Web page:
drugs

“Coke Adds Life” was the 1976 slogan for the Coca Cola brand

Ebola

The Kola nut (Cola Acuminata) is native to tropical Africa and has up to 3.5 % caffeine content. Kola nut extract is no longer used in the Coca Cola recipe. The Ebola river in northern Congo (former Zaïre) gave name to the virus. In april 1865 the pharmacist John Pemberton developed what became Coca Cola as an opioid free alternative to morphine. Chewing the bitter Kola nuts can ease hunger pains. Soda is the main source of calories in the American diet. Several sources list the nurse Mayinga N’Seka, who died in october 1976, as the index case for Ebola. Doctor Kent Brantley became the first infected person in the US when he was flown from Liberia to Atlanta, Georgia in 2014 where he is in improving health due to an untested experimental drug. The general lack of water in parts of Conakry, Guinea, has the populace prioritize drinking it over using it for hygiene and sanitation. Headquartered in Atlanta, the Coca Cola Company had a 2013 net income of almost 8.6 billion dollars from serving more than 50 billion beverages per day, worldwide. The current Ebola outbreak is the biggest yet and has killed over a 1000 people as of today. Diabetes killed 73.831 people in the US in 2010.

(Sources: Wikipedia, BBC et al, Coca Cola and the CDC)

 

 

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“Kiss the sky” or “Ignorance is never an excuse, baby” – interactive installation serving as an allegory pertaining the stereotypes and dynamics of love, sex and adulation in the vernacular of popular music and/or the relationship between artists, industry and audience.

The interaction between users and installation creates two outputs: A) the immediate audio on location and B) 33 mixed versions recorded and distributed at random over a period of 33 years. These versions will all be exactly 33 minutes long and cataloged with the above title followed by opus number and publication date.

All recordings will be obtainable at no cost through distribution channels making use of the most popular and state-of-the-art technologies, but only by redeeming the voucher code phrase (”i:am:a:thief”) displayed at the site of the installation. The entire catalog will be licensed under a Creative Commons Attribution NonCommercial ShareAlike 3.0 Unported License and/or similar future license. All copyrights remain entirely with the artist.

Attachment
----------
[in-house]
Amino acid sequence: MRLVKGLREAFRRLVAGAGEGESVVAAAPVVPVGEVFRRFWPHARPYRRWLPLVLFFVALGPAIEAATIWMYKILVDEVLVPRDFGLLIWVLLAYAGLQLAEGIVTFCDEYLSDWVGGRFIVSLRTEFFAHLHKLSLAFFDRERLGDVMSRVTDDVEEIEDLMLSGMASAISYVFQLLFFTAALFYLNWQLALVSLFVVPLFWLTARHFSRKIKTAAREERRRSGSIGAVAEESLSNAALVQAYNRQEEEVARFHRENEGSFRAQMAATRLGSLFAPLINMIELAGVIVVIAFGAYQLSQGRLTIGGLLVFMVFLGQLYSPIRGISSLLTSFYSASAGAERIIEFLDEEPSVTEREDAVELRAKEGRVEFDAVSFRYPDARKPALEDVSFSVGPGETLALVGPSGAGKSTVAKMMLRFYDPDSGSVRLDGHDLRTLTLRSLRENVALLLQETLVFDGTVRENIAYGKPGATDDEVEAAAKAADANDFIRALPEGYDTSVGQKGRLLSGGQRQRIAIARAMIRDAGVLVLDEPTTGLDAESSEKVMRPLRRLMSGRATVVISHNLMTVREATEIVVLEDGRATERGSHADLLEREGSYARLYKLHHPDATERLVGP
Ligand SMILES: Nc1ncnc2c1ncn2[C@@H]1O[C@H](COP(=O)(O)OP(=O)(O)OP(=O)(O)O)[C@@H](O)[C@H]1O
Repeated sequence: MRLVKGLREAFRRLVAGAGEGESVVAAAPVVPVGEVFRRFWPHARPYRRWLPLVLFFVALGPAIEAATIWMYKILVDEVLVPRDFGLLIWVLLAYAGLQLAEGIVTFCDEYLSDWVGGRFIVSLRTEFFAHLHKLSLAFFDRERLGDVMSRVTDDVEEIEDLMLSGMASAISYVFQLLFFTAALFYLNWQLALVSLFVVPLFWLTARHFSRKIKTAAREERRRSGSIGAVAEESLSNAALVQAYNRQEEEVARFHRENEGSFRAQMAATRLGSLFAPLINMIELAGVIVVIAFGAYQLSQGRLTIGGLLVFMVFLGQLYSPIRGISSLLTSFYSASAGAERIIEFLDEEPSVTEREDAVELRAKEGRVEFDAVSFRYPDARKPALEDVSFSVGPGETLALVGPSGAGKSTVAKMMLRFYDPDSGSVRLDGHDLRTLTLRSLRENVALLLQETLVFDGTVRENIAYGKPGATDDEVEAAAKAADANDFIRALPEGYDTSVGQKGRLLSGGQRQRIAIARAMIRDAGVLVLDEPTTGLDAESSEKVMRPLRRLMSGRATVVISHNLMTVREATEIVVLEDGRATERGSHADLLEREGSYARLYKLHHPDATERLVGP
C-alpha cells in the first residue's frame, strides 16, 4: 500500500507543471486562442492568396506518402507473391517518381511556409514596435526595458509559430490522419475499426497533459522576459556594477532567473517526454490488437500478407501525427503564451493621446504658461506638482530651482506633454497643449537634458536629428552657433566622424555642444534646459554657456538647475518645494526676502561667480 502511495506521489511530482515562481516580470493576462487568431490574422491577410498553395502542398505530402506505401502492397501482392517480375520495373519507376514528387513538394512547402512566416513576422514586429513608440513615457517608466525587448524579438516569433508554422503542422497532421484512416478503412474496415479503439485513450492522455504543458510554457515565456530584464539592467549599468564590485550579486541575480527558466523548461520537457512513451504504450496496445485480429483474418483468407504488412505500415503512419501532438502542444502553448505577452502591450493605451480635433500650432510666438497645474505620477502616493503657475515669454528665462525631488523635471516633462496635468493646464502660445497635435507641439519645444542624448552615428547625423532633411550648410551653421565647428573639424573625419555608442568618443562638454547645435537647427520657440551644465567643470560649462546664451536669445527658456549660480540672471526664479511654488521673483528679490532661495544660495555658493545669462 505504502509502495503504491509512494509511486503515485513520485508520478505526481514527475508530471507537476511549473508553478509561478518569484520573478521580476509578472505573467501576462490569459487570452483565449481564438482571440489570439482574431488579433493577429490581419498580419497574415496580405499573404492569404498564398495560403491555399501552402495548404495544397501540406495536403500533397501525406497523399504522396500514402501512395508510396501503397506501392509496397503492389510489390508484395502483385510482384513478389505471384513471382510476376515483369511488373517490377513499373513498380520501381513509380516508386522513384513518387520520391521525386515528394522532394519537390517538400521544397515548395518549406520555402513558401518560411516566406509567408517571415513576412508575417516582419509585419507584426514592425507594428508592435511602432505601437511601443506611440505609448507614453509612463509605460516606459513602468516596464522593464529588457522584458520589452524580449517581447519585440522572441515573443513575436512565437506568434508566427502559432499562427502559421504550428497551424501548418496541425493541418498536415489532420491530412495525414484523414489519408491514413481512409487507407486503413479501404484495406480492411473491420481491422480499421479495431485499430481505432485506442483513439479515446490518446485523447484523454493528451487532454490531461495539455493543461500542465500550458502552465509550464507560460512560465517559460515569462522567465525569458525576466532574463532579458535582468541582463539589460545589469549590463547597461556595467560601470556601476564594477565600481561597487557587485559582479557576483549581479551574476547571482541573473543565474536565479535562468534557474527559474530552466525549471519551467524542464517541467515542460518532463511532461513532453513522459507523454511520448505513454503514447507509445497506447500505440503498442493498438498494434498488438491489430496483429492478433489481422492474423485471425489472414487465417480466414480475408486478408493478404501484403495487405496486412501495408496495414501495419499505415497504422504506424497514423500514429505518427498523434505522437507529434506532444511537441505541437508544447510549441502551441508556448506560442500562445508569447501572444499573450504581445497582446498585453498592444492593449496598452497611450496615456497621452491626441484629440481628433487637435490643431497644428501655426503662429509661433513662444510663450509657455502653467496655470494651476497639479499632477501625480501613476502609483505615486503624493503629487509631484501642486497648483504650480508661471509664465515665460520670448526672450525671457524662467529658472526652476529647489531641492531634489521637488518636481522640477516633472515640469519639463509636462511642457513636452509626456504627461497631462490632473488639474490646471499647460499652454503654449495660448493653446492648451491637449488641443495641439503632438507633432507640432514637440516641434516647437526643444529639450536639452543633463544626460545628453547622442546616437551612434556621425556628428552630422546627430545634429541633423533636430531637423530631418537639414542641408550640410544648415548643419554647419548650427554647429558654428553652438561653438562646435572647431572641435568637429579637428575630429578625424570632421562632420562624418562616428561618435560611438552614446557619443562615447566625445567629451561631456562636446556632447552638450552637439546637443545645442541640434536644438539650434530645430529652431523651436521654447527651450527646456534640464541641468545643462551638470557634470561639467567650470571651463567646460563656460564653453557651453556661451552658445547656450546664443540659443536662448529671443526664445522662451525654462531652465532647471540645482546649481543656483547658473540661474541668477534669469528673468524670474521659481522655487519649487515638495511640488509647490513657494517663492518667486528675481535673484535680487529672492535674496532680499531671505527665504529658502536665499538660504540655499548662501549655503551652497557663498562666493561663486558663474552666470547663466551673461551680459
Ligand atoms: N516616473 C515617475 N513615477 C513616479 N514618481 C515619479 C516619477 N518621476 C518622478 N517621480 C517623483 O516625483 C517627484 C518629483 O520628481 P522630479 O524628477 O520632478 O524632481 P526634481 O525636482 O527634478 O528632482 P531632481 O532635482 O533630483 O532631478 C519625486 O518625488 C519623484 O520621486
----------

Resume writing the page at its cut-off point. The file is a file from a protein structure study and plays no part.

Anatomically correct model of a female human heart, cast in colorized durable silicon. Dimensions and weight are exaggerated by 1:1¾. The heart is suspended from the ceiling by a red cable offering support but also carrying the wiring for both electronics and the system communicating with the corresponding external electronics in the   guitar. The model is heated and maintains a constant temperature of 37° celsius. Internal mechanics create a tangible throbbing pulse timed with a rythmic basso beat emerging from a concealed speakersystem. The volume and rate of the sound is controlled by a gyro within the heart. This is set to a range of 60 to 180 beats pr. second and a volume range of 40 to 80 decibel depending on motion and altitude respectively. A letterpress sign next to the installation offers brief instructions to pick up the heart and gently throw it at the guitar.

At the height of 3 meters a customized 1959 Les Paul Standard VOS electric guitar is mounted in to the wall, recessed by 15 mm. The customization includes the Axcent self-tuning system, removal of all controls, dials and the pick guard. A white high-gloss finish on all surfaces including fretboard and pickups has been applied to the guitar canceling out all other markings and graphics. The self-tuning system is programmed to tune itself rapidly in random order to 4 different chords (G#m#5, AM7, E7#9 and E9sus4) and is triggered by the heart connecting with the strings (pure nickel, round wound). The sound emerging from the impact is modulated digitally to swell near-instantly to full volume (90 dB), to maintain a repeating delay in time with the pulse of the heart, to sustain the volume for 10 seconds before it decays and fades out and is engineered to deliver a clean, chorused and phasing timbre to create a spacious and spherical chime. This sound is amplified and delivered through the same concealed speaker system as the heart pulse. If a string happens to break it is to be replaced immediately and only in opening hours and on site. The person trusted with this task will be instructed to move as slow as possible and to wear a white mid-thigh-length lab coat with the word ”Intermission” embossed on the back. The exhibition venue is free to generate revenue through sponsors placing logos on the coat.